Maison d’amitié, Ottawa’s only francophone women’s shelter, is creating an environment of fear and intimidation in an attempt to bully its workers into accepting a deal that will hurt them and services to vulnerable women fleeing violence, according to CUPE, the union that represents frontline staff at the agency.
Maison d’amitié is demanding deep cuts to the wages, benefits and conditions of its exclusively female workforce. And to increase the pressure for its demands, negotiators for the agency have set November 20 as the deadline for a lockout or strike.
“The tactics used by Maison d’amitié are familiar to anyone who has experienced abuse,” said Jacynthe Barbeau of the Canadian Union of Public Employees (CUPE), the union that represents workers at the agency.
“The mission of Maison d’amitié is to support women and children who are fleeing violence and abuse. Yet this same organization is demanding that its own workers choose between providing these services to the vulnerable people who rely on them, and taking severe cuts in their already modest working conditions.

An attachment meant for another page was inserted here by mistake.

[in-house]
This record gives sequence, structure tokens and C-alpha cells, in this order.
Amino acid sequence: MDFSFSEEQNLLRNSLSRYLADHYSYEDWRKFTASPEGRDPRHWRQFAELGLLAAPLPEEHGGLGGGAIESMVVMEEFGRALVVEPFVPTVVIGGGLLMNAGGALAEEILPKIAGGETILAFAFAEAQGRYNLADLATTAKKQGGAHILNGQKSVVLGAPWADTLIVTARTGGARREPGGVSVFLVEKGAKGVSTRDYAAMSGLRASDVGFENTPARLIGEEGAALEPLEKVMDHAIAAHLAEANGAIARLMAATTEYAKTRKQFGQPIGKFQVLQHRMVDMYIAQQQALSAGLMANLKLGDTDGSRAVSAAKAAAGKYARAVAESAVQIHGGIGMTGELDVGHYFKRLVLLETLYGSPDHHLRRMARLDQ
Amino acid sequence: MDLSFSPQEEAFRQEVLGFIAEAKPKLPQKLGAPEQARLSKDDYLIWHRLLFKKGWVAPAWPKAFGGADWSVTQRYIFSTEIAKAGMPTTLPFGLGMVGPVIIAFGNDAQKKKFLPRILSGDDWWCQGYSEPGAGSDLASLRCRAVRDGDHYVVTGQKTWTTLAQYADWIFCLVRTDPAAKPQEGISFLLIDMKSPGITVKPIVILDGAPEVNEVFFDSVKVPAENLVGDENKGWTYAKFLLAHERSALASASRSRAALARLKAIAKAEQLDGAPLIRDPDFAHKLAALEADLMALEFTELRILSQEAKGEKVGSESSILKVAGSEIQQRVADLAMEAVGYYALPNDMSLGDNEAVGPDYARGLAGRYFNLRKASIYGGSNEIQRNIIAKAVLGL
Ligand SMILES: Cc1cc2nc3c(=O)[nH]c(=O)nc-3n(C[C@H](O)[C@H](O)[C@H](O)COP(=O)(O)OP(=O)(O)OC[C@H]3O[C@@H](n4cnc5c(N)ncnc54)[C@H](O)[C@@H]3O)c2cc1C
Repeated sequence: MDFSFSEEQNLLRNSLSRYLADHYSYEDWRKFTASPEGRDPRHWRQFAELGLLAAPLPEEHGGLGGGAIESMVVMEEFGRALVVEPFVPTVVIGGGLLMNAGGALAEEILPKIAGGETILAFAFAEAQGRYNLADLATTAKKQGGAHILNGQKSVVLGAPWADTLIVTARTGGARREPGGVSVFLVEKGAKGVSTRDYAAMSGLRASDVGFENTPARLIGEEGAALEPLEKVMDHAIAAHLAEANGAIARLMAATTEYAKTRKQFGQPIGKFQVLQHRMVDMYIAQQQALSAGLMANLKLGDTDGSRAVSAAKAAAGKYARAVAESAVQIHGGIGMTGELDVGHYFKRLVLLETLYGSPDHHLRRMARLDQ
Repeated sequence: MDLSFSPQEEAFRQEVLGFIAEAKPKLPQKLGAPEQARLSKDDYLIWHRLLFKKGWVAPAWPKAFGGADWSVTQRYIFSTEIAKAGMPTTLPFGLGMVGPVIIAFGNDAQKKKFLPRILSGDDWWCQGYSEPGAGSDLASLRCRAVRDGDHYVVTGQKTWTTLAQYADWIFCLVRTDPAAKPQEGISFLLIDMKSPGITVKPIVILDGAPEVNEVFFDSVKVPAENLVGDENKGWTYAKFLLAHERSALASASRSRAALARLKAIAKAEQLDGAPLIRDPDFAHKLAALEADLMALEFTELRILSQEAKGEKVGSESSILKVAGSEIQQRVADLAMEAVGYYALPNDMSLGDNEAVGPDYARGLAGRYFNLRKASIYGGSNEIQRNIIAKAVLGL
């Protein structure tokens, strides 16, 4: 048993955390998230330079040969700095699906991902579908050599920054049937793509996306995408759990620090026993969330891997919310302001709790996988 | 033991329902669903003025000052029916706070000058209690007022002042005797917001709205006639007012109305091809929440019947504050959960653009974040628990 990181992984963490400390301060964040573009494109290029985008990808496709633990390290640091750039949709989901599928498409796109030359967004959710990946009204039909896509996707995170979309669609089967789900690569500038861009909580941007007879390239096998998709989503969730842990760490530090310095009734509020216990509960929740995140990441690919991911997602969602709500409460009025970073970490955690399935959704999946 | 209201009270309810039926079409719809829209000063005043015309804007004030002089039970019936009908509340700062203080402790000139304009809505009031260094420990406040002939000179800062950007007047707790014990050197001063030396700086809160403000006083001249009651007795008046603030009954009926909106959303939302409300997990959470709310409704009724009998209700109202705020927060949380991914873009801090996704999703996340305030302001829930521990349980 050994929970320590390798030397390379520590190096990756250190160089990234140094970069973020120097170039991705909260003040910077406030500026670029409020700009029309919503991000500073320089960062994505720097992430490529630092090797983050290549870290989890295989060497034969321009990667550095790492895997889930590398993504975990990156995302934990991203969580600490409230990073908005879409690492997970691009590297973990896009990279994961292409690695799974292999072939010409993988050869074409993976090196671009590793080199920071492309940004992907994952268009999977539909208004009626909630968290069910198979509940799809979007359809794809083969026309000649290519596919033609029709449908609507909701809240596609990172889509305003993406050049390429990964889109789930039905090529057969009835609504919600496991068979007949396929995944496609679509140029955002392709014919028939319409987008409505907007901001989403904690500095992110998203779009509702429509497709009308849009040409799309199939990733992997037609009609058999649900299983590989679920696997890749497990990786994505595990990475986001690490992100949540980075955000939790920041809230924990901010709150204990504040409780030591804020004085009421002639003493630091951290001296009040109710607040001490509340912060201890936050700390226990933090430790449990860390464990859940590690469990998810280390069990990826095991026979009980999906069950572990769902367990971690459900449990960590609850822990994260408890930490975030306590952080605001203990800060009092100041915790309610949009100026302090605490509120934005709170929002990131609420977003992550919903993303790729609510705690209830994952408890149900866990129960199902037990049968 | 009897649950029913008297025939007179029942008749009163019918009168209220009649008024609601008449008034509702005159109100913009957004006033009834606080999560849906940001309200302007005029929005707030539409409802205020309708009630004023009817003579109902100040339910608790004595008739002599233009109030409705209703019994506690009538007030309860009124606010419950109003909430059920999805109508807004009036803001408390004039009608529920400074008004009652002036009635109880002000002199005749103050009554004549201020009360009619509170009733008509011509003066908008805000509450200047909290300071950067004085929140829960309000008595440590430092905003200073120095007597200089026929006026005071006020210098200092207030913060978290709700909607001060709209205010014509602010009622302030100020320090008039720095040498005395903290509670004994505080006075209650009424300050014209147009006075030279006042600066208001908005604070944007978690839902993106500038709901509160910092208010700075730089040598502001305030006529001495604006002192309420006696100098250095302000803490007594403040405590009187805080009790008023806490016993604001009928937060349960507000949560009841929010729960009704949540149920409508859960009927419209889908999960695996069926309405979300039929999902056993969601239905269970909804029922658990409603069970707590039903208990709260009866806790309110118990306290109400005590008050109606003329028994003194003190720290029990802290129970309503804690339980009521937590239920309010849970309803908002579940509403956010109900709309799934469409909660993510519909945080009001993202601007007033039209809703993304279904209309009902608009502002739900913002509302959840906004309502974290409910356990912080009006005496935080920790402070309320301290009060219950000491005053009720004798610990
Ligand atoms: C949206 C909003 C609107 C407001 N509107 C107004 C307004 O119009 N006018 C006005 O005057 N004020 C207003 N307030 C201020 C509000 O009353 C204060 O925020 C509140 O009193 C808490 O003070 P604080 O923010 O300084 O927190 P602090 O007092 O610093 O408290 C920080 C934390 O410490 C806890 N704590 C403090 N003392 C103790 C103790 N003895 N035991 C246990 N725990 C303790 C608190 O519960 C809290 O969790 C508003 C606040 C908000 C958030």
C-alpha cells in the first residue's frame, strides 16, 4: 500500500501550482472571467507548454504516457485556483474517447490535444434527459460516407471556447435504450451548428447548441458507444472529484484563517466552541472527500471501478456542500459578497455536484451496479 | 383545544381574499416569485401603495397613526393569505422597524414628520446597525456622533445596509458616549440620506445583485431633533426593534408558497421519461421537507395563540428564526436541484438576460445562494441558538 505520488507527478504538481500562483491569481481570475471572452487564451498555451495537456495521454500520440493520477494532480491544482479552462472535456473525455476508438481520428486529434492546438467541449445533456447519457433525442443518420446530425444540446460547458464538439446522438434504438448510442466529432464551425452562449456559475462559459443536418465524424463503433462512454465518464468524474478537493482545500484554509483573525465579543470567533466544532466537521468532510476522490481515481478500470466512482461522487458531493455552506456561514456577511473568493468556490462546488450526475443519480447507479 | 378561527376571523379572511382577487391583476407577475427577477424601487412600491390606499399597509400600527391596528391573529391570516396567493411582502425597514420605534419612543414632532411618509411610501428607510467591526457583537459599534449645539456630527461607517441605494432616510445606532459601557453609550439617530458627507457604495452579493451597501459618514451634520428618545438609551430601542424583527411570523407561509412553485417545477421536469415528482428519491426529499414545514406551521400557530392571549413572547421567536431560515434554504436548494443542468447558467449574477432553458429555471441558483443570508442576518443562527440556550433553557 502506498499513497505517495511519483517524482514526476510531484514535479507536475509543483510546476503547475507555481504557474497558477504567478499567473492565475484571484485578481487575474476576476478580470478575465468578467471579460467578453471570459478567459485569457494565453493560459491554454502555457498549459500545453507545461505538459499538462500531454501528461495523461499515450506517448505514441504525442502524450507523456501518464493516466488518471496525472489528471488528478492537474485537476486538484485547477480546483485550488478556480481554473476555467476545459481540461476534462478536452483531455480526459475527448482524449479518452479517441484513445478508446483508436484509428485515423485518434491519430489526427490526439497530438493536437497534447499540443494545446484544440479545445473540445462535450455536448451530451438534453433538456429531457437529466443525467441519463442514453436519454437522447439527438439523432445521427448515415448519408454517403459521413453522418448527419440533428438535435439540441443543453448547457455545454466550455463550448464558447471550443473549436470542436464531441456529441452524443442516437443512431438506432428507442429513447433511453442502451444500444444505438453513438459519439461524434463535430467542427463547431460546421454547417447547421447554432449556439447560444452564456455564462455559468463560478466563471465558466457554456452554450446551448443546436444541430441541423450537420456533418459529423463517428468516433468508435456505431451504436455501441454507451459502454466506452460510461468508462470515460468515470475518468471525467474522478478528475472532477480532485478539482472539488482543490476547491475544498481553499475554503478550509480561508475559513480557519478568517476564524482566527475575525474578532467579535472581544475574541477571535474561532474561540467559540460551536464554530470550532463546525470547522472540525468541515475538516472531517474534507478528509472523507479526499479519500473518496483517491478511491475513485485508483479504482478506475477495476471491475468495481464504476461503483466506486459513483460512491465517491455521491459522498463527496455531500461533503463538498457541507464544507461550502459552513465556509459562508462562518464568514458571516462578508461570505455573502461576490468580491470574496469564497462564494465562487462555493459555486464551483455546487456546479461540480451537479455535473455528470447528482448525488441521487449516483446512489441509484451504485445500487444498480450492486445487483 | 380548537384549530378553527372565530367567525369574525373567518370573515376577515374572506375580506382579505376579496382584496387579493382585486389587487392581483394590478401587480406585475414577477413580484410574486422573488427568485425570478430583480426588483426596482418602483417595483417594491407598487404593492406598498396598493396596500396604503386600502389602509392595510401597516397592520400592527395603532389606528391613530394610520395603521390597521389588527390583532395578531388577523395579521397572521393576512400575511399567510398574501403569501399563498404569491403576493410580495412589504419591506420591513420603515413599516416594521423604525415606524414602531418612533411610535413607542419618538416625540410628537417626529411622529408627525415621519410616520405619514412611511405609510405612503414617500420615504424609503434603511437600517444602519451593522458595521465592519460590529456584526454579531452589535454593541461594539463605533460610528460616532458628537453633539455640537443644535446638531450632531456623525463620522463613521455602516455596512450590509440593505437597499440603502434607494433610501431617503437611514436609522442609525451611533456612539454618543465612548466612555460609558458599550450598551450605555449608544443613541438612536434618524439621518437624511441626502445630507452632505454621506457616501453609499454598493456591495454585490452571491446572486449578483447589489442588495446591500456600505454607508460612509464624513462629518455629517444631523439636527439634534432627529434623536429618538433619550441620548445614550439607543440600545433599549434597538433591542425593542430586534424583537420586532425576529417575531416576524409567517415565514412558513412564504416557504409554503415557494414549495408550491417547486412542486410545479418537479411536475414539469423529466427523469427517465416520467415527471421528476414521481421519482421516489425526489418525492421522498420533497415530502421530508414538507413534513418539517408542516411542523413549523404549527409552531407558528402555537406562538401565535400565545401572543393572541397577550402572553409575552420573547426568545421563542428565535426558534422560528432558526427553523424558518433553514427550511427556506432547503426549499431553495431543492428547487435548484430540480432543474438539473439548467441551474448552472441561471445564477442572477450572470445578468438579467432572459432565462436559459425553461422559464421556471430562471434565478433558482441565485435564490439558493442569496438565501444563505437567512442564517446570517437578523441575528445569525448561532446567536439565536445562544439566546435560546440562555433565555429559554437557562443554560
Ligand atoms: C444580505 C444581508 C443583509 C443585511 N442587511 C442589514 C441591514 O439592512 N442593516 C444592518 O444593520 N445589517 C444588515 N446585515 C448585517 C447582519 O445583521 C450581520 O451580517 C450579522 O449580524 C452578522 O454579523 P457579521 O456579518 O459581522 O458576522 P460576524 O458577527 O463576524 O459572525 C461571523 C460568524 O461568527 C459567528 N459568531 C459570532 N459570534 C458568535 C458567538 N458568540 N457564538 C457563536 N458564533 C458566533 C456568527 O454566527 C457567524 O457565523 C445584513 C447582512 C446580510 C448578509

To the union, it smacks of intimidation and reprisal against a group of women workers who dared to try to improve their working conditions by joining a union.
“That this behaviour comes from an agency that is supposed to protect women from abuse is even more shocking and reprehensible,” said Barbeau.
Maison d’amitié’s demands include drastic cuts to workers’ wages and benefits, including sick leave, medical leave, and eligibility for paid vacation and statutory holidays. The agency also wants to hire any new staff at lower rates of pay and benefits.
The agency has offered no justification for its demands; its funding from the Ministry of Community and Social Services has remained stable. But its proposals would reduce workers’ wages and benefits to levels below those that existed before its workforce voted to unionize.
“It is shocking that Maison d’amitié would put services to vulnerable women and children at risk instead of negotiating a fair deal with its workers. And it is shameful that this same agency would try to coerce women workers into accepting a bad deal,” said Barbeau.
“People in Ottawa should be appalled at Maison d’amitié’s betrayal of its own values.”